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A few things to fix


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by Paul Schwartz






HEAL thyself.


That was the decree for the Giants New York Giants t.gif this past week. They concluded their regular season with too many disturbing trends and lapses and breakdowns that, if not corrected, will severely compromise their chances of becoming the first Giants team to make it back to consecutive Super Bowls.


No, the sky isn't falling and the ship isn't sinking, but no one can consider the Giants to be soaring. They were 1-3 in their last four games and yes, they probably would have found a way to win the finale in Minnesota had they kept their starters on the field. To be fair, though, they needed a big comeback and a missed Carolina field goal and overtime to beat the Panthers for the only victory in the month of December.


The dominant juggernaut that steamrolled to an 11-1 record has left the building. Will it return in time for next Sunday's playoff date? Not unless these cracks in the foundation are sealed up:


The Dead Zone: The good news for the Giants is that no team in the league was more adept at driving the ball down the field; their 69 trips inside the opponents' 20-yard line was tops in the NFL. The bad news is they scored touchdowns just 35 times, a frequency of 50.7 percent that ranked 20th in the league. Settling for field goals is going to get the Giants beat.


Bum rush: Justin Tuck Justin Tuck t.gif had 3½ sacks in the past eight games. Mathias Kiwanuka Mathias Kiwanuka t.gif had 1½ sacks in the past six games. Did the two starting defensive ends wear down?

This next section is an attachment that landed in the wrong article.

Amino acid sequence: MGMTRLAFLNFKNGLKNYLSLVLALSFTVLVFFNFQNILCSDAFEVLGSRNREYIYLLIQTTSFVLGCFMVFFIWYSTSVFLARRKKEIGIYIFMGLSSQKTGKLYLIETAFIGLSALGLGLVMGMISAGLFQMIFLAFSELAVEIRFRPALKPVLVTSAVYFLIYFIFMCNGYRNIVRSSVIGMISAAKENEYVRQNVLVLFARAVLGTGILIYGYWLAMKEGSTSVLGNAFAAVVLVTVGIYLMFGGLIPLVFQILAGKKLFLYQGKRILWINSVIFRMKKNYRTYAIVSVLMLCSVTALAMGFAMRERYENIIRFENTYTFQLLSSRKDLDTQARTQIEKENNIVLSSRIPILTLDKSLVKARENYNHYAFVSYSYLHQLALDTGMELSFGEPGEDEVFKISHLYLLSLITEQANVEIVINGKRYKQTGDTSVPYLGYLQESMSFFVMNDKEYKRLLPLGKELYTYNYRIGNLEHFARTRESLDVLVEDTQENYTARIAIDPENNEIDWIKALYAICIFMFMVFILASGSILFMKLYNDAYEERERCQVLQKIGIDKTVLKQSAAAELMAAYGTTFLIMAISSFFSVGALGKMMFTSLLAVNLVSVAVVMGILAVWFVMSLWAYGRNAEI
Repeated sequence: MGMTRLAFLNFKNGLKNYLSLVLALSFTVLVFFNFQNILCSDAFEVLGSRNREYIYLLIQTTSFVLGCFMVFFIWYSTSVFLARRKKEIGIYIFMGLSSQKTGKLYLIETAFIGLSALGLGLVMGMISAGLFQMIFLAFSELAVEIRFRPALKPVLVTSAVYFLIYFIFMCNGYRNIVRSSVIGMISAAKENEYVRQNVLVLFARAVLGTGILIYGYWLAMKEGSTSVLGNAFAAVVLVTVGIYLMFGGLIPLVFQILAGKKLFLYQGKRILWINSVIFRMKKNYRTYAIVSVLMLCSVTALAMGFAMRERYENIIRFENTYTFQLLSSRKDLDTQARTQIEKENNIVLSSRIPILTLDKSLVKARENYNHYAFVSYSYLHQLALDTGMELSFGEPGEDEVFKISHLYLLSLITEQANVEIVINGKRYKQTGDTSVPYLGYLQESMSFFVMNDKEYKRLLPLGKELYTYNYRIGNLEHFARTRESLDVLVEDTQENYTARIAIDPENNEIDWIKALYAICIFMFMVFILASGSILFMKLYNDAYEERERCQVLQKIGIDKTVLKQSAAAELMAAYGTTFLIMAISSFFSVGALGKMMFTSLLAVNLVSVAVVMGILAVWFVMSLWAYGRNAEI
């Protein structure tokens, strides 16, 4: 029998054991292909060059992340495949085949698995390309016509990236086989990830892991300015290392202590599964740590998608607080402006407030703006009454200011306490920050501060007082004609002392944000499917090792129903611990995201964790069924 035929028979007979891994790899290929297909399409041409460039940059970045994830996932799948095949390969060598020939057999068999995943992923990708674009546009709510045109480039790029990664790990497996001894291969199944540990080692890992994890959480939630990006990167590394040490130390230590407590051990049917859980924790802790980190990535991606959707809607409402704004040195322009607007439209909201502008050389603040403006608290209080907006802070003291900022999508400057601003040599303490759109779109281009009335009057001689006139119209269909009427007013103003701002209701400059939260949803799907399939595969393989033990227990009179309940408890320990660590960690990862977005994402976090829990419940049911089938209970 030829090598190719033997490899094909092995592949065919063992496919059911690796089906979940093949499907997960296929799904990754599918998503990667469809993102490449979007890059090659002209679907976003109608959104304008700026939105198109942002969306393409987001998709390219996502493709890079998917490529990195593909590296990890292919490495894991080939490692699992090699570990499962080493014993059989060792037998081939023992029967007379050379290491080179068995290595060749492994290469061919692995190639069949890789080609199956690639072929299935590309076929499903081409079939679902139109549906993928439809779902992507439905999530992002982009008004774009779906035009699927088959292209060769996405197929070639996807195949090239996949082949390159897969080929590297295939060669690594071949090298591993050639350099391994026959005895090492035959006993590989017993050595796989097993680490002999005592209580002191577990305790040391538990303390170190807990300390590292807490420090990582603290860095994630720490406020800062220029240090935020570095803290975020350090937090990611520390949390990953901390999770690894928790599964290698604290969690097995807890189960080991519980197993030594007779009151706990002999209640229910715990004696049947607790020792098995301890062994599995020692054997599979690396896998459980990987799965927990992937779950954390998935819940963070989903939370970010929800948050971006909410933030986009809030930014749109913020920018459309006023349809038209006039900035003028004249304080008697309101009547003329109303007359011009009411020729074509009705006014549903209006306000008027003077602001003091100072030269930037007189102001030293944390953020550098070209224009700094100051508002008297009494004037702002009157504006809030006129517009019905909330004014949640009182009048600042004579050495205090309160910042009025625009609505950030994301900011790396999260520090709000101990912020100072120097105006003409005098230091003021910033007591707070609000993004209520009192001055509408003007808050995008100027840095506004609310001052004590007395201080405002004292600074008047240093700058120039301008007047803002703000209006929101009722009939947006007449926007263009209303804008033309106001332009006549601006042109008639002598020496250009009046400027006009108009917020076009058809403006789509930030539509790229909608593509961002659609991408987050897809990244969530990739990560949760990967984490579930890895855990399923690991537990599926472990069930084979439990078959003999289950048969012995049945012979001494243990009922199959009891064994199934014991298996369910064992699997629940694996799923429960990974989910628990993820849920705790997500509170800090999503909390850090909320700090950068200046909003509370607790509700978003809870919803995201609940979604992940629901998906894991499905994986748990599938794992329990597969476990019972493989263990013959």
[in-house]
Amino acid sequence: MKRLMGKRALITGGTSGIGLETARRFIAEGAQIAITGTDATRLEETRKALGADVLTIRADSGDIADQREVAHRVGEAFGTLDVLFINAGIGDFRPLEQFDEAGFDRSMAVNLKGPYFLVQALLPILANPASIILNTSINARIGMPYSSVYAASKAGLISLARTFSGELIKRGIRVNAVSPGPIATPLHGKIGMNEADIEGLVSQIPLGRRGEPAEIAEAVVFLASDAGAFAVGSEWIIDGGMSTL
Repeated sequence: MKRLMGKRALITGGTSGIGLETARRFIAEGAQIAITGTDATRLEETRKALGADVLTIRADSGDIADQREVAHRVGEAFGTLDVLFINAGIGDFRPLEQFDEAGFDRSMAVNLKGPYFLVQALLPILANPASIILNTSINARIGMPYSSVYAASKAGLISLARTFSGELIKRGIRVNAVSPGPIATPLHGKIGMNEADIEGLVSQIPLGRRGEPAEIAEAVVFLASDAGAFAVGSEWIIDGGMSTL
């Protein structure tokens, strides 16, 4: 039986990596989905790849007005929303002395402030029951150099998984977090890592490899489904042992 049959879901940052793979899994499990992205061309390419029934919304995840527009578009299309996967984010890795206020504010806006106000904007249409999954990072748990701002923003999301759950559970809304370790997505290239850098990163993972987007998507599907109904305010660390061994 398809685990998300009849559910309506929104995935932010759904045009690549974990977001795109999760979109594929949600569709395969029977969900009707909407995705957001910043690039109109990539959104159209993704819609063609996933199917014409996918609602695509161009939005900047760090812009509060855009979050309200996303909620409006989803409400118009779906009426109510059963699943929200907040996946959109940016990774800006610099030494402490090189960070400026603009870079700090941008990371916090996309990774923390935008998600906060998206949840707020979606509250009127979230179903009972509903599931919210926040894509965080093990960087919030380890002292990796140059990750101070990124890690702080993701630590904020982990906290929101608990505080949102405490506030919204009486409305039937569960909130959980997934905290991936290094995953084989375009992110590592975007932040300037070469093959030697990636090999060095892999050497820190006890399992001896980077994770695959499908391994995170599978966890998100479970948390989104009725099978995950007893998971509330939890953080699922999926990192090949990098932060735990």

Last season, the Giants feasted with a three-man end rotation that kept everyone fresh, but finding the third option this year has been problematic. Was Steve Spagnuolo trying to experiment a bit in the last regular-season game in an attempt to shake up the sagging pass rush?


Vikings coach Brad Childress said the Giants brought pressure 80 percent of the time. He estimated 50 percent would be considered high based on previous Giants games. Spagnuolo may have to manufacture pressure with increased blitzes if he can't get it with his four-man defensive line.


Fix the kick: John Carney is 44 years old and earned his second career Pro Bowl selection. He has hit 35 of 38 field goals and been a model of dependability. But his kickoffs are lousy.


He can hit it in certain directions to help the coverage, but just doesn't have the leg strength any longer. Inside the perfect conditions of the Metrodome, Carney's five kickoffs, combined with sub-standard coverage, allowed the Vikings to start on average at the 38-yard line.


That's not acceptable and is a recipe for failure in the playoffs. It is time to find a way to activate Lawrence Tynes, who is no great weapon on kickoffs, but can get the ball in the vicinity of the goal line.


Theft alert: When safety James Butler against the Vikings swiped a Tarvaris Jackson pass in the end zone, it was the first and only interception for the Giants in the past four games. That's another sagging department. Cornerbacks Corey Webster and Aaron Ross have the hands to make a difference, but down the stretch, turnovers through the air have been scarce. A game-changing play wouldn't hurt.


Too easy to end zone: For 12 games, the Giants made it exceedingly difficult for opponents to get quick-strike points. In the past four games the Giants too often have rolled out a big blue carpet and escorted ball-carriers into the end zone. It started with Brian Westbrook (30-yard scoring run, 40-yard touchdown catch-and-run) and continued with Tashard Choice (38-yard TD run), DeAngelo Williams (30-yard TD run) and Adrian Peterson (67-yard TD run). Big plays mean big problems.


"Right now, this is the time in the season when all the little things show up," cautioned Antonio Pierce. "Right now, we are playing teams that will exploit that, and we need to make sure about all our little things and all those minor things, executing exactly what you are supposed to do."


If the Giants aren't careful, the little things will add up to bad things.





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